Palin sues the New York Times
In the lawsuit filed in Manhattan federal court...Palin’s lawyers say the Times “violated the law and its own policies” when it accused her of inciting the 2011 attack that killed six people.
The lawsuit refers to a June editorial in the Times on the recent shooting of Louisiana Congressman Steve Scalise. The editorial was later corrected.
Palin is seeking damages to be determined by a jury.
A spokeswoman for The New York Times, Danielle Rhoades Ha, says they haven’t seen the lawsuit but will defend against any claim vigorously.
We were curious to see how the Times covered the news in their own paper, and we found this, which offers a little more background:
The editorial was published online on June 14, the day a gunman opened fire at a baseball field where Republican lawmakers were practicing for an annual charity game. The editorial said there was a link between political incitement and the mass shooting in Arizona that severely wounded Representative Gabby Giffords and said that Ms. Palin’s “political action committee circulated a map of targeted electoral districts that put Ms. Giffords and 19 other Democrats under stylized cross hairs.”
The Times later issued a correction, saying that there was no established link between political statements and the shooting and that the map circulated by Ms. Palin’s PAC had depicted electoral districts, not individual Democratic lawmakers, beneath the stylized cross hairs. The NYT Opinion Twitter account also sent out the correction about the lack of a link, apologizing and saying that it appreciated that readers had pointed out the mistake.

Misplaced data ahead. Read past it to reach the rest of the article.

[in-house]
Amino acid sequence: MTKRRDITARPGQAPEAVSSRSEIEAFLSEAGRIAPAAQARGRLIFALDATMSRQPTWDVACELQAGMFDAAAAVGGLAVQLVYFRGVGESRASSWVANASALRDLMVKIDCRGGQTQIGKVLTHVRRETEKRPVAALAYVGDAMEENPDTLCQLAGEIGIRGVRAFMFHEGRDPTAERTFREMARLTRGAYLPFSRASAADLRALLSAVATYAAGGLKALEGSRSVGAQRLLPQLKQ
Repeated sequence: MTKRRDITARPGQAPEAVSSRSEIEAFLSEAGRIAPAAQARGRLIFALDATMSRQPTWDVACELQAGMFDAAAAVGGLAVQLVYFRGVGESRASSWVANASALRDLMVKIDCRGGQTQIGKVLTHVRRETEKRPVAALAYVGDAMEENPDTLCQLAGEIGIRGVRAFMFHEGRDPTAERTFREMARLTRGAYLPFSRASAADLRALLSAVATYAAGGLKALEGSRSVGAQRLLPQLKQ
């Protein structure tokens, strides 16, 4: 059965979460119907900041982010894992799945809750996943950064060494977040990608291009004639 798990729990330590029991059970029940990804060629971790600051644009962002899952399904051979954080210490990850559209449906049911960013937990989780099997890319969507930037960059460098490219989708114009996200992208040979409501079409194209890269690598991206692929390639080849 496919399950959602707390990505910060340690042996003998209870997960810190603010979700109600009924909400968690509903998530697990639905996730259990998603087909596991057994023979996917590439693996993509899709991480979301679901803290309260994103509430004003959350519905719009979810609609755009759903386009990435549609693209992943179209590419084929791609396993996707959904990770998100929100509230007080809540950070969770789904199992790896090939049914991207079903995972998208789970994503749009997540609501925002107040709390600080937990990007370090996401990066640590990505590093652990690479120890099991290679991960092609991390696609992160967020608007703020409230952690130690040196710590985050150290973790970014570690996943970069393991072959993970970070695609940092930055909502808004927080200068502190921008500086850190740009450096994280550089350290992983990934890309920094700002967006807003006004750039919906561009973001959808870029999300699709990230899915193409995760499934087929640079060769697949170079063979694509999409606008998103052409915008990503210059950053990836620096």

Ms. Palin said in the lawsuit that The Times’s response “did not approach the degree of the retraction and apology necessary and warranted by The Times’s false assertion that Mrs. Palin incited murder.”
The bar for defamation against public figures such as Mrs. Palin is very high, and it is an open question whether she will prevail in court. Even so, the legal proceedings should be fascinating, particularly if they offer a behind the scenes look at how the Times editorial board came to print a known falsehood, and only issued its sort-of correction after being called on it by its media brethren.
We might even be treated to a James O'Keefe-like expose -- all on the record, and under oath.